Dec 5,2013 / News / Legal Brief

The mere conclusion of a settlement agreement is no absolute bar to the CCMA or courts making a determination as to whether the employee in question had agreed to waive his rights or in probing the circumstances leading up to the retrenchment. In this regard, the conclusion of a settlement agreement is not determinative of its lawfulness. What is key is the ability to show that the parties, in entering into the agreement, clearly intended waiving any further rights they had with clear knowledge of the law and the facts of the matter.


In the recent case of Hodges v Urban Task Force Investments CC and Others (JR840/12) [2013] ZALCHB 295 (7 November 2013), the court had to consider to the above issue.

Upon returning from leave the employee attended an operations meeting at which tasks ordinarily assigned to him were assigned to his colleagues. The following day he was called into a meeting where he was informed that he would be retrenched, effective that day. The applicant was presented with and signed a written agreement setting out the terms of his retrenchment. The agreement recorded that the dispute had been mutually settled, that it was in full and final settlement and that it could be made an order of court.

The applicant approached the CCMA alleging his dismissal was unfair. He contended that he entered into the agreement in order to receive what was statutorily due and owing to him (the settlement agreement did not provide for any benefits over and above those which the law provided he should receive when retrenched) and did not intend to settle the dispute about the fairness of his dismissal. The CCMA refused to consider the dispute because it determined that there was no dismissal (due to the settlement of the dispute) and that it therefore did not have jurisdiction to consider the matter.

The matter was referred to the Labour Court. The Labour Court disagreed with the CCMA, ruling that the CCMA was obliged to consider whether the applicant had in fact waived his rights in the agreement. The CCMA should have enquired into the circumstances leading to retrenchment. The commissioner did not do this. His mistake was made all the more egregious in light of the applicant’s contention that he merely signed the agreement in order to receive what was due and owing to him. The court found further that the mere signing of the agreement was not determinative of its lawfulness. A waiver of rights can only take place on full knowledge of the law and facts.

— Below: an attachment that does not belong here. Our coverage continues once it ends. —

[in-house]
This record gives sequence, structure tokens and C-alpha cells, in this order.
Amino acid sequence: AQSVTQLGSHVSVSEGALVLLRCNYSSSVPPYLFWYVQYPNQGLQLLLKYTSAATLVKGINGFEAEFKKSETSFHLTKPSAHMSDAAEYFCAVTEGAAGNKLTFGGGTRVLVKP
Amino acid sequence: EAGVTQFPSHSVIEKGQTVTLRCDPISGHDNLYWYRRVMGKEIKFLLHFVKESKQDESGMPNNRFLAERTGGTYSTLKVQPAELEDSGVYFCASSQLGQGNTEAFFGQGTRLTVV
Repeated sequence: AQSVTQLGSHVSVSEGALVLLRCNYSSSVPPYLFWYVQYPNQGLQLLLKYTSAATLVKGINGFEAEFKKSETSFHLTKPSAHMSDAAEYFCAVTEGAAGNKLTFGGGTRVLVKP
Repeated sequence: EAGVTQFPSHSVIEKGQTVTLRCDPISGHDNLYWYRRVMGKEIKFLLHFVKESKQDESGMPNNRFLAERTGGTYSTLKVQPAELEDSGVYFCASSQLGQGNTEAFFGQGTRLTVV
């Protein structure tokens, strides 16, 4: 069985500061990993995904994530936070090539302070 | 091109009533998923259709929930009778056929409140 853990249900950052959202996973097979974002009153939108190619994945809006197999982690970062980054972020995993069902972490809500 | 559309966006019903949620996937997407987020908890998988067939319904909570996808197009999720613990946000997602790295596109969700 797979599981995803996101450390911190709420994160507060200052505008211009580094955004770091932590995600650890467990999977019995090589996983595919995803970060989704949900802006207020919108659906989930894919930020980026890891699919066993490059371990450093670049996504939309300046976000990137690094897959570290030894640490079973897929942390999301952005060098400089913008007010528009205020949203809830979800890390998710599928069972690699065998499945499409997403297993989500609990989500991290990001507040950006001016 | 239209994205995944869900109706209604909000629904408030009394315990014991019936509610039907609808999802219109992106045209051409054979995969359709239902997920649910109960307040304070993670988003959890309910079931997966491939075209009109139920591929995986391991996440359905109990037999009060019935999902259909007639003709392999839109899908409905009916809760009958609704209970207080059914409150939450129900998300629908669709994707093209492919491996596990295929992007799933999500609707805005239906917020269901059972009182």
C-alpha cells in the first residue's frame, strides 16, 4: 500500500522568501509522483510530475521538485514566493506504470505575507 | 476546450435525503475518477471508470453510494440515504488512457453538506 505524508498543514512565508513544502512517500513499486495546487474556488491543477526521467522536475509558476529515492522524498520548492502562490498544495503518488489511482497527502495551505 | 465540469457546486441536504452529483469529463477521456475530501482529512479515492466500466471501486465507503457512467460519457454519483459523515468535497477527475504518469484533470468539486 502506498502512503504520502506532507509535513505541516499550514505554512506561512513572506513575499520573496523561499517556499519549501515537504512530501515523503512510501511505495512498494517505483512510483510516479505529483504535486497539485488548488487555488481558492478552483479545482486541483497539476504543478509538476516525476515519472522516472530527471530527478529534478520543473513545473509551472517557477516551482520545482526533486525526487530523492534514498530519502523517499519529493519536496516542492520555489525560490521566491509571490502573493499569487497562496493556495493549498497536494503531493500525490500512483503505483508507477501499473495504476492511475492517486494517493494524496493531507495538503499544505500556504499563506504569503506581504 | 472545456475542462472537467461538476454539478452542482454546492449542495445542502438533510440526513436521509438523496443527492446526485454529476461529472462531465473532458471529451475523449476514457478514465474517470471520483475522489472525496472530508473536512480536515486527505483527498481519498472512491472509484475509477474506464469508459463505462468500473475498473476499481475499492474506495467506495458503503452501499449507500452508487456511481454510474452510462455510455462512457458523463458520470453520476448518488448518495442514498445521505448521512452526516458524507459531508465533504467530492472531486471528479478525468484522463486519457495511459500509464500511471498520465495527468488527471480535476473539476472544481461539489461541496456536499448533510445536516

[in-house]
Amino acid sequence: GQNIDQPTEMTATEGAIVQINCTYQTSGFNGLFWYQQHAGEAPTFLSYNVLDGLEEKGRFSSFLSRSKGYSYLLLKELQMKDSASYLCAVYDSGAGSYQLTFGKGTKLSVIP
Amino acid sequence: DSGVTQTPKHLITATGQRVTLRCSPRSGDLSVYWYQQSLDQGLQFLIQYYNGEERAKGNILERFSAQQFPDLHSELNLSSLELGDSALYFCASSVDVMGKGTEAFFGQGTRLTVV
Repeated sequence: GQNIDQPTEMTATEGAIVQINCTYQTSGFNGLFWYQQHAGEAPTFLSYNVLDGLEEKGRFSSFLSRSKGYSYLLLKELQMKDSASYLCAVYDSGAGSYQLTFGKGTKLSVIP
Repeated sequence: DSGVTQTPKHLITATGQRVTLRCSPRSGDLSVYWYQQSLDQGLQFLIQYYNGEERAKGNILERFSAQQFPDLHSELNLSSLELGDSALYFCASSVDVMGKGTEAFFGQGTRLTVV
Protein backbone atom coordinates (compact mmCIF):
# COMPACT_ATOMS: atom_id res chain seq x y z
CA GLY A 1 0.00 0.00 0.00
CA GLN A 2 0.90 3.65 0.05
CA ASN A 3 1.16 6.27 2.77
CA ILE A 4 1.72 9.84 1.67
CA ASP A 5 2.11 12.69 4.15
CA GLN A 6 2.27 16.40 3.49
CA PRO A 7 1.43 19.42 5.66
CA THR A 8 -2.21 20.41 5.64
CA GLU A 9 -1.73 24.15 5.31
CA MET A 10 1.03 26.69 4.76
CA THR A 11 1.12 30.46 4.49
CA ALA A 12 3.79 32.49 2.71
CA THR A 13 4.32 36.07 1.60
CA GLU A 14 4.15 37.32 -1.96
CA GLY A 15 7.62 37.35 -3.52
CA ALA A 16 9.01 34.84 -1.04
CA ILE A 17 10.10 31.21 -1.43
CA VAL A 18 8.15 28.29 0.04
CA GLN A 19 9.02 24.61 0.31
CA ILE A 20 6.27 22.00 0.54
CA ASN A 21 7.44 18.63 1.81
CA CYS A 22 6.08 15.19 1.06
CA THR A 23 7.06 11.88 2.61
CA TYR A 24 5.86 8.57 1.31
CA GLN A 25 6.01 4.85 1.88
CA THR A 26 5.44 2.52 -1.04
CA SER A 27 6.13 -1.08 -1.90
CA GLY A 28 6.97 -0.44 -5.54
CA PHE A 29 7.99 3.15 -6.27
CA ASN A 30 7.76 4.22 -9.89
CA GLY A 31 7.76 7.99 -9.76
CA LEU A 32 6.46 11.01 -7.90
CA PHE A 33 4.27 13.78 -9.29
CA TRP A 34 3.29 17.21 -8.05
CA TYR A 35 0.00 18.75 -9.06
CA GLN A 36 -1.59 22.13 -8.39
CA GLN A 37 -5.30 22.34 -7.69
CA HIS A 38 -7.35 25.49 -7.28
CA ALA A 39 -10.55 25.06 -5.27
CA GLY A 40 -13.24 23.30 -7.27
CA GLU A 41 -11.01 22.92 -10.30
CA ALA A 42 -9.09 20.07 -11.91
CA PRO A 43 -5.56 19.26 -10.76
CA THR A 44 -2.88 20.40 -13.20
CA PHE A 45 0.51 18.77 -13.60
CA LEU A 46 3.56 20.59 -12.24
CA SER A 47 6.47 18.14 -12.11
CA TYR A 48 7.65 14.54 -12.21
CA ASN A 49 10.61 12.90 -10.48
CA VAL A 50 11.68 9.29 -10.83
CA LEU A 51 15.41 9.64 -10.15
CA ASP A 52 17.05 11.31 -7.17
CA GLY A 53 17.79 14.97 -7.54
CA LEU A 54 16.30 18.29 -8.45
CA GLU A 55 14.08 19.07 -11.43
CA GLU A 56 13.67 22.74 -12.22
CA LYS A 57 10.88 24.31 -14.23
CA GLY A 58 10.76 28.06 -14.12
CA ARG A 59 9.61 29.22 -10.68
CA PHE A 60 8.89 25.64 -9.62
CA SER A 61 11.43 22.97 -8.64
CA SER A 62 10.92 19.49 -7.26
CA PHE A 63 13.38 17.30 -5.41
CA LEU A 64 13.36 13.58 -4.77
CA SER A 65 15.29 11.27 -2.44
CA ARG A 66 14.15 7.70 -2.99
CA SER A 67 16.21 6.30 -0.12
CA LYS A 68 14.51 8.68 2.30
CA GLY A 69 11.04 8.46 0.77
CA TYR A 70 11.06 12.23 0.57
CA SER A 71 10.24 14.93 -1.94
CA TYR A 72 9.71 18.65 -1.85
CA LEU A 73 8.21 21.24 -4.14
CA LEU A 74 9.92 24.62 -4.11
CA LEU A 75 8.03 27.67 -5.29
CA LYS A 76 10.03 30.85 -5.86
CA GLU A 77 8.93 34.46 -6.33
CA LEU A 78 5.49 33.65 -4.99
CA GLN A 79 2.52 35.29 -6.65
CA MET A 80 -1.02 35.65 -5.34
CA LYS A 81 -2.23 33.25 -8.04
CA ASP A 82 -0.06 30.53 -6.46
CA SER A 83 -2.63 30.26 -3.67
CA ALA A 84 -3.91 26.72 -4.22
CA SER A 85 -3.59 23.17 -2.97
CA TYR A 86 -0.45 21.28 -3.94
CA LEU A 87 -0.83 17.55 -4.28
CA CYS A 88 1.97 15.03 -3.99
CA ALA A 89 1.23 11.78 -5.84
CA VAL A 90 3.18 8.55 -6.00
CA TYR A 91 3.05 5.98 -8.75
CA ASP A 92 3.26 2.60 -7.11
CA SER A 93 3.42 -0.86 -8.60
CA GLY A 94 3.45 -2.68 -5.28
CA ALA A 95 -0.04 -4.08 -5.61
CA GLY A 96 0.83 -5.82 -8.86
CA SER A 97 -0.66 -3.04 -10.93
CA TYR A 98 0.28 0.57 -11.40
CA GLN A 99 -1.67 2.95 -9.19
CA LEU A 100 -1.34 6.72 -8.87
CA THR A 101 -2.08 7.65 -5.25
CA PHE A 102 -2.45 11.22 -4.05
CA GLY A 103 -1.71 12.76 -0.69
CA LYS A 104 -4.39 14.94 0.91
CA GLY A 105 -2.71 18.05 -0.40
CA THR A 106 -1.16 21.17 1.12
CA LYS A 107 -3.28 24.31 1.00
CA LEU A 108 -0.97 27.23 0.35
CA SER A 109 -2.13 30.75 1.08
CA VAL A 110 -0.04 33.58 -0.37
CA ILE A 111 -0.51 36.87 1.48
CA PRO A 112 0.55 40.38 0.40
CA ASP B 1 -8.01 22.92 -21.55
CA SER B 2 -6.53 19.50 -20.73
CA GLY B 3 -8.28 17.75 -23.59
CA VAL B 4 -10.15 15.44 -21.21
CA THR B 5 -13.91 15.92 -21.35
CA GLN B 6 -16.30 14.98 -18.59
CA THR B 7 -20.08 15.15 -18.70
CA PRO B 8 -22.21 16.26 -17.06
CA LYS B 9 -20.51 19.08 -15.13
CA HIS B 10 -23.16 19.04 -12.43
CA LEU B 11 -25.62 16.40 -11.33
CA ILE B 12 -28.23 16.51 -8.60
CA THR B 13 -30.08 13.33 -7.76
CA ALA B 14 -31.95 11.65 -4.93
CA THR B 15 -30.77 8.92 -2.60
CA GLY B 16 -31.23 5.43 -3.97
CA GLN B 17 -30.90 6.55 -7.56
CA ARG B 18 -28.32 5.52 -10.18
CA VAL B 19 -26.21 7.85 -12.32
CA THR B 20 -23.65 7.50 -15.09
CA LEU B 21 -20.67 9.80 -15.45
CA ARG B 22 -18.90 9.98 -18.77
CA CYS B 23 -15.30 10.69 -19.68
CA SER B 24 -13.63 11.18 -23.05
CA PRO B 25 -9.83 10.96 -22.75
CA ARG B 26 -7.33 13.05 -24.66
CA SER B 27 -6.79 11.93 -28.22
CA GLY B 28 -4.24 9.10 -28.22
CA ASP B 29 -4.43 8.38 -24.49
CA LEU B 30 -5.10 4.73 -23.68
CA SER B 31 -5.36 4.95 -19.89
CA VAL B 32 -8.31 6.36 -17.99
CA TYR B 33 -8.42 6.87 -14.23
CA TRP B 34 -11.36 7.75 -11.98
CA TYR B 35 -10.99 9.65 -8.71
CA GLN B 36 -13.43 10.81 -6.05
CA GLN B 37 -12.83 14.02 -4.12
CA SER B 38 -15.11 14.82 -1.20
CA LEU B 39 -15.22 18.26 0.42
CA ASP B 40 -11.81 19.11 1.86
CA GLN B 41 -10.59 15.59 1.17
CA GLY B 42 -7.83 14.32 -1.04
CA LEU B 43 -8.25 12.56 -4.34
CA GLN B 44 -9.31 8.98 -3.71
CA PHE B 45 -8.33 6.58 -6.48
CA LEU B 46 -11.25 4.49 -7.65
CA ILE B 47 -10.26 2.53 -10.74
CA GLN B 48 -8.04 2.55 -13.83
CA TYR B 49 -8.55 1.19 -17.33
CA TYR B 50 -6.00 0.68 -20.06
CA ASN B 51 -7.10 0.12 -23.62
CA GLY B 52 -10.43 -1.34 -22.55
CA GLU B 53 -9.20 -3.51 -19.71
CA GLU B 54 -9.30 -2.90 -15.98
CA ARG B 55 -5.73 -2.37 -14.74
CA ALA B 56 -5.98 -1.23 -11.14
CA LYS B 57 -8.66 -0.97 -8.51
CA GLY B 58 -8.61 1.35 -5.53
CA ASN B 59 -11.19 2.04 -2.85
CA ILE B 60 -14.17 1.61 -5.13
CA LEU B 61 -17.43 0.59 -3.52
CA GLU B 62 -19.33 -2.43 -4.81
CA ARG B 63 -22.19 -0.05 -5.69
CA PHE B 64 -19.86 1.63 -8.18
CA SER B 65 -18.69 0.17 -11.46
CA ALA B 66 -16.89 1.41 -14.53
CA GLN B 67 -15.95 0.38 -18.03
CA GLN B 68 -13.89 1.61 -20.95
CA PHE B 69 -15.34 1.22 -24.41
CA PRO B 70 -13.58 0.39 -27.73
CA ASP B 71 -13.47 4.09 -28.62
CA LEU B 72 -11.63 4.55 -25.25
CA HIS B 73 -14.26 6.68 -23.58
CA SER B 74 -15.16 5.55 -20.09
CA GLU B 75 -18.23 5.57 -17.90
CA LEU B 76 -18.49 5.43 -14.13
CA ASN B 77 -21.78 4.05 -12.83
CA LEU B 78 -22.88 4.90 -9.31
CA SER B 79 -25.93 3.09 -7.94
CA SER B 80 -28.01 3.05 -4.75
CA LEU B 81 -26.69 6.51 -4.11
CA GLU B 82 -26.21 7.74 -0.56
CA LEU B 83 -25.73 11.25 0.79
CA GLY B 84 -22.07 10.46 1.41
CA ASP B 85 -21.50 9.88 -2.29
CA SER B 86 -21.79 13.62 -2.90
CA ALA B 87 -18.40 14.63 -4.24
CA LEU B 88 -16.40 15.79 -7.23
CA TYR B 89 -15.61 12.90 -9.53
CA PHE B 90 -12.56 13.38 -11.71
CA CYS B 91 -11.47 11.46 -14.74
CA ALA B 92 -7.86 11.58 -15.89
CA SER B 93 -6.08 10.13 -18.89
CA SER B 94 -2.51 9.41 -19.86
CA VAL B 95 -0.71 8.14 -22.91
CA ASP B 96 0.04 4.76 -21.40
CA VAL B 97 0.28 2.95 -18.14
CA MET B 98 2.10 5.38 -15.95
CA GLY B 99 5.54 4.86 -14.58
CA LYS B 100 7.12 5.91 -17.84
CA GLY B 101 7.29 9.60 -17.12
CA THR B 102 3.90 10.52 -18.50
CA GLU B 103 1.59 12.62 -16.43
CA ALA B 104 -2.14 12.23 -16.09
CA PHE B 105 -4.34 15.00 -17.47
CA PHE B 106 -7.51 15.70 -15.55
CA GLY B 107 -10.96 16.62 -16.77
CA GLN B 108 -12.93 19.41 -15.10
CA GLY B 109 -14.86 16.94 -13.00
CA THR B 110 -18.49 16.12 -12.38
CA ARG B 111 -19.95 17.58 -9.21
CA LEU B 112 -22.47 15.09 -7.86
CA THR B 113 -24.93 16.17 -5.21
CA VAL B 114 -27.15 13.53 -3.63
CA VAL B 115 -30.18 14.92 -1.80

The court concluded that, because the employee did not waive the requirements which the employer must meet under the Labour Relations Act 66 of 1995, as amended, (“LRA”), the employee could challenge the substantive and procedural fairness of his dismissal. The court subsequently awarded the employee 12 months’ remuneration less the “settlement” amount paid to him in terms of the agreement.


The Labour Court will consider the substantive validity of settlement agreements concluded with retrenched employees and will take into account the circumstances leading up to the conclusion of the agreement as well as whether the parties intended to fully waive their rights.

An employer cannot require an employee to sign retrenchment agreements when the employer pays the employee nothing more than the employee would be entitled to in law in any event. It is unlikely that the employer will avoid liability in such circumstances.

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